She was frantic for news of the war. She would sit in the morning room as servants came in and out, serving breakfast. Sometimes the runner would come but her husband only gave her the barest of details. She would have to read through his different expressions to understand the rest.
A frown meant a burned village. A hundred horsemen and twenty archers lost to the river of blood. That bright glint in his eyes meant victory. A proud lord properly humbled. Carriages from the front bearing gifts.
And then the news spread like fire: The campaign was successful. The Emperor’s army was coming home.
There was great rejoicing. The people donned their glowing mask of sake and laughter. A banquet to celebrate the event. Heart burning with joy.
And then the ground she walked on suddenly caved in:
He had taken a wife. (Blood on her fingertips. Salt on her lips.) A youngling. Huge blue eyes that did not seem to blink. A rose. A lethal rose. Dressed in a blue robe of fire. His hand held her arm. Gently, gently like she was fragile china. (Fragile like the deathcry of soul.)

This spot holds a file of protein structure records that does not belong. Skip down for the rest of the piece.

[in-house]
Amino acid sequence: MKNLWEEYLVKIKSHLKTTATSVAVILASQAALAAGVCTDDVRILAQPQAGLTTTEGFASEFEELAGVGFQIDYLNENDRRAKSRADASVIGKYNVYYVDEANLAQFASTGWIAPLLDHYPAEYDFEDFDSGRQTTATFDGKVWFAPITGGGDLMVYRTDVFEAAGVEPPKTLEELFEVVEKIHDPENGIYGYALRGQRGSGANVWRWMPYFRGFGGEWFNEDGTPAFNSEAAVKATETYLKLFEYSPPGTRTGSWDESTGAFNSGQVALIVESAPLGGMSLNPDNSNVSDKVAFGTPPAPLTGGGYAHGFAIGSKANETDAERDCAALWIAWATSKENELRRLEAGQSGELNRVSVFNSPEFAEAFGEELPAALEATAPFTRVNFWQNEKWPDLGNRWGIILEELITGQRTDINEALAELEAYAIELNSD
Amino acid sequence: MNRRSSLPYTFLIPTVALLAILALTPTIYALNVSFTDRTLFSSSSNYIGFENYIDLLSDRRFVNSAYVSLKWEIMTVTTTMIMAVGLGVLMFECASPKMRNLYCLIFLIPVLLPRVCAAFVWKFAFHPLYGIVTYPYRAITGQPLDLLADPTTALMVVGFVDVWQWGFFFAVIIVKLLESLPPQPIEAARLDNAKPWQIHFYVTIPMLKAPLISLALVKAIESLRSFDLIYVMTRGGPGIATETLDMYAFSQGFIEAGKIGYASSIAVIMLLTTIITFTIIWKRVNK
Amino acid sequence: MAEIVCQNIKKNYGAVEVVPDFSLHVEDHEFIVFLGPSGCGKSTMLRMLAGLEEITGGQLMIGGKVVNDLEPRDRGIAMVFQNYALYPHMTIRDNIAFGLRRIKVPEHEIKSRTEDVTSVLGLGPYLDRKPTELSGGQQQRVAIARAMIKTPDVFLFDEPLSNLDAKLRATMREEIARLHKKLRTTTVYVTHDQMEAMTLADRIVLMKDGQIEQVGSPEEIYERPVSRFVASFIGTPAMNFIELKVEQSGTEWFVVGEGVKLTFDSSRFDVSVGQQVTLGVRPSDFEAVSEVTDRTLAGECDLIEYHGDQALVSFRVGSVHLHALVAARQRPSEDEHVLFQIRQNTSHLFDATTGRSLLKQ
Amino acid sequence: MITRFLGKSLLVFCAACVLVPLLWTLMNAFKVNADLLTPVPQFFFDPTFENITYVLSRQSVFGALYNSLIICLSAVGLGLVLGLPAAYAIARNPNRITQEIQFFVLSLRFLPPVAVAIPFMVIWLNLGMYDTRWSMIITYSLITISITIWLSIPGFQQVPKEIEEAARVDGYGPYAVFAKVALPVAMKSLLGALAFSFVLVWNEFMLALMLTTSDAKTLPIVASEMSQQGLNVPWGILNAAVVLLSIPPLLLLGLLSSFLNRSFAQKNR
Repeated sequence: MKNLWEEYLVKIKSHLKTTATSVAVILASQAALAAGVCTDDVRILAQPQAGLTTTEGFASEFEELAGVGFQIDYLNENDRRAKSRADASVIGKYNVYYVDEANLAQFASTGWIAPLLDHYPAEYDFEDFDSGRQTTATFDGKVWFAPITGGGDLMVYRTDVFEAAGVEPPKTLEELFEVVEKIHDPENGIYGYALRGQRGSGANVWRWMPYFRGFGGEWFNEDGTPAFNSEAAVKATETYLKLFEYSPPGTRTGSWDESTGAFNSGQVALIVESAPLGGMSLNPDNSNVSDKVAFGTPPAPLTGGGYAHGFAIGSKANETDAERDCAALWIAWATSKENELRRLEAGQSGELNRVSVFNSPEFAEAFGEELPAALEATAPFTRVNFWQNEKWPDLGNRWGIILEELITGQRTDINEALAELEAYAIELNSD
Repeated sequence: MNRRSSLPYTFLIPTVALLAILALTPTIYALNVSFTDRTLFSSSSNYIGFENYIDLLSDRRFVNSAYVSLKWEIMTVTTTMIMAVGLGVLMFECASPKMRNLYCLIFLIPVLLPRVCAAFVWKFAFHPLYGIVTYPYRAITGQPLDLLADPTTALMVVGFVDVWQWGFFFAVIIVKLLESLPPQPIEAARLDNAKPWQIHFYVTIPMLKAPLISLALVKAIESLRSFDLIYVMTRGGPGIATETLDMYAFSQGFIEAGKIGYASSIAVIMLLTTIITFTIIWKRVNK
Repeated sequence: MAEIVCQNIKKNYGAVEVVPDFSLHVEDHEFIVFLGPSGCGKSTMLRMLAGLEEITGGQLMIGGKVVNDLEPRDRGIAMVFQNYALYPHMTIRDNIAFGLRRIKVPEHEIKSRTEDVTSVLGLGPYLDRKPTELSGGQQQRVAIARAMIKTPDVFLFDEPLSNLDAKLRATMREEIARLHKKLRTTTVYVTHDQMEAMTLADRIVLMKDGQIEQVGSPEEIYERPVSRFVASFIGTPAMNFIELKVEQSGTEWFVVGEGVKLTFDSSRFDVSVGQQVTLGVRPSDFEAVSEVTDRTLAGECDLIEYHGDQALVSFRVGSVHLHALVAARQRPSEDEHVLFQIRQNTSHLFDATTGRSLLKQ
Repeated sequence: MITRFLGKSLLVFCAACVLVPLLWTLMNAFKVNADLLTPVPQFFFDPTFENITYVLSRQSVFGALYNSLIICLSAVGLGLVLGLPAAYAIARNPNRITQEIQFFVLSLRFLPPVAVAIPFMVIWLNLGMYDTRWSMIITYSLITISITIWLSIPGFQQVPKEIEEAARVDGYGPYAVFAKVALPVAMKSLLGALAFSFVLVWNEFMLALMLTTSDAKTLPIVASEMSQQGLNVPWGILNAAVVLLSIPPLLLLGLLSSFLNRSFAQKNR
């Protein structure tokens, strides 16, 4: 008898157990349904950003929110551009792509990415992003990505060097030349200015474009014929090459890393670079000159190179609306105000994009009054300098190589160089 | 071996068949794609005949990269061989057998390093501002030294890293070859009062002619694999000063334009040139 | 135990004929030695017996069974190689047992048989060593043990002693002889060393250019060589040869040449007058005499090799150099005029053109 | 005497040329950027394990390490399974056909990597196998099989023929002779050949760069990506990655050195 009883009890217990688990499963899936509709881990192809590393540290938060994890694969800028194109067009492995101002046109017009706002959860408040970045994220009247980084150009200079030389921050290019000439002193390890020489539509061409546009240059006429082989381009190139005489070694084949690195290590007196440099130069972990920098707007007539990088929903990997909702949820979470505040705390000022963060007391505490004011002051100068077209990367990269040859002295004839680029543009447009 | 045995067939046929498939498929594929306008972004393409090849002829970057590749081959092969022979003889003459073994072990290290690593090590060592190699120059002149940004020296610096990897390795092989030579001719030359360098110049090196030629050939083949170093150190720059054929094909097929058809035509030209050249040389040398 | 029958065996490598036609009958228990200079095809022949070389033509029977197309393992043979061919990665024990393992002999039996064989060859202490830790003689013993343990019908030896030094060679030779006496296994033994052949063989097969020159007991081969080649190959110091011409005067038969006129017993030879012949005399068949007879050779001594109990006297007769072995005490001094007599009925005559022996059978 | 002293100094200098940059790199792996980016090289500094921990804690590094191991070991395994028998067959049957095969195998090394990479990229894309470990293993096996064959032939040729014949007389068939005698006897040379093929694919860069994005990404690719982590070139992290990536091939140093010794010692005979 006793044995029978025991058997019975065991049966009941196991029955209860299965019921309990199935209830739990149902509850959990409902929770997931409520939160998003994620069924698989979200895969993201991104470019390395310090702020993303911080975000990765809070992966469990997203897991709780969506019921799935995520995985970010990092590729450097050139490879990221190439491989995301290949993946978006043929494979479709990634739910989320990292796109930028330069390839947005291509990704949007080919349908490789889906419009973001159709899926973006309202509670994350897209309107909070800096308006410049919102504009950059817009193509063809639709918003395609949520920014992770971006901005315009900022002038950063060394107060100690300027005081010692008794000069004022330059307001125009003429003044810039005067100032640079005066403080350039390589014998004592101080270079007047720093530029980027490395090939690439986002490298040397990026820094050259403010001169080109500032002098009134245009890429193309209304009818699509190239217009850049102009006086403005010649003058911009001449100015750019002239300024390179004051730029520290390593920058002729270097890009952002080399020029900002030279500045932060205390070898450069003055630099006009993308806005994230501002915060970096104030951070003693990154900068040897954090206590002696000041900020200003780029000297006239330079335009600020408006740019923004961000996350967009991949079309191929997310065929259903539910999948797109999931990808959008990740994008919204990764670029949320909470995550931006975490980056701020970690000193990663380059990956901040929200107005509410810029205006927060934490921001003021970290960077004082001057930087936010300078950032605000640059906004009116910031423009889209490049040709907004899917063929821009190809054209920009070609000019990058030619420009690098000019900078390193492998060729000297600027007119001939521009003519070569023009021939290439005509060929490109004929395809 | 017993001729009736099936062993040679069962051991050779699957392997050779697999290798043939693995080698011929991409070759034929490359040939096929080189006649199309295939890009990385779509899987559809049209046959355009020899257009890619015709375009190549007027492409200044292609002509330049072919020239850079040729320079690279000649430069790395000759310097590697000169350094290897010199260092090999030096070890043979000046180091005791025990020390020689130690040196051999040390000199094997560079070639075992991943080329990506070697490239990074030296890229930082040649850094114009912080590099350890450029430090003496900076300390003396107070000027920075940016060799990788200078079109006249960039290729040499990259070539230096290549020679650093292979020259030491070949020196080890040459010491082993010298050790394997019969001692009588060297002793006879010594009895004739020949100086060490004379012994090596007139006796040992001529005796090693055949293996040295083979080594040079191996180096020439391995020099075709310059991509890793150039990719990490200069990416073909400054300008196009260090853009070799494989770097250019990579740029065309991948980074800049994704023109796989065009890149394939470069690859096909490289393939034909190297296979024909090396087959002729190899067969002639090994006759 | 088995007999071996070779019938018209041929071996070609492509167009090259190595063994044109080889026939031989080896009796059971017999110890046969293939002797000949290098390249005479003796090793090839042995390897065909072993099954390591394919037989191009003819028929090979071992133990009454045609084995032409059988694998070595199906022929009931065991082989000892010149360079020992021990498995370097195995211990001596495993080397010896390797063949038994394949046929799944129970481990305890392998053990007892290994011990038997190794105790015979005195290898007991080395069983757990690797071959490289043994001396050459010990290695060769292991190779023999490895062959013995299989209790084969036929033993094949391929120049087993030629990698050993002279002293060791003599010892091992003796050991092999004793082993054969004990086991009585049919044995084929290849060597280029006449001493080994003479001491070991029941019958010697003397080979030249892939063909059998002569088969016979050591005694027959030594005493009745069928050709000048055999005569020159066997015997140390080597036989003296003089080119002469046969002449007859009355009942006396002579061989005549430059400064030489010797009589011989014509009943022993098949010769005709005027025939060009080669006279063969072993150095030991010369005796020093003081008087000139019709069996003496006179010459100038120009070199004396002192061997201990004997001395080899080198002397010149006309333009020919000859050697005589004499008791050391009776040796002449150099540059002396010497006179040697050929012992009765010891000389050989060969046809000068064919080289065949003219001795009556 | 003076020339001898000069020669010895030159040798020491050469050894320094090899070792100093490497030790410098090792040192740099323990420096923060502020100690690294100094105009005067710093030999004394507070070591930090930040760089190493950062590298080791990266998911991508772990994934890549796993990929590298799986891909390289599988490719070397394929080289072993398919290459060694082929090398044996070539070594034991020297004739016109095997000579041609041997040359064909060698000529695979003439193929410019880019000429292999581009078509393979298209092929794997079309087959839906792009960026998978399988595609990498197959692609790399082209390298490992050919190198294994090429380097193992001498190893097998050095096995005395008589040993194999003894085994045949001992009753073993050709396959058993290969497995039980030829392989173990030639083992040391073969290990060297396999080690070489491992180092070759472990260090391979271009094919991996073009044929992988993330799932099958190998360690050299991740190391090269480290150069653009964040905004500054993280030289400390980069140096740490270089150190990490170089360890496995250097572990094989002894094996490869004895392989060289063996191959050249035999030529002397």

“Wherever did you find her?” Her husband asked jovially, gazing in marvel at the youthful, loathsome form.
He just grinned and looked down gently, gently at his little wife. “Your Majesty, may I present to you my wife....”
The world became dark. And screaming.
Her husband was looking at her with concern as she blossomed under the glow of sake. Giving him a defiant smirk, she allowed herself another bowl and drank.
“Are you all right?” Her husband asked her. Then, leaning closer to her, he warned, “I believe you’ve drank quite enough.”
“Yes, I quite think so,” she murmured. Her tone was apologetic but her eyes were fierce.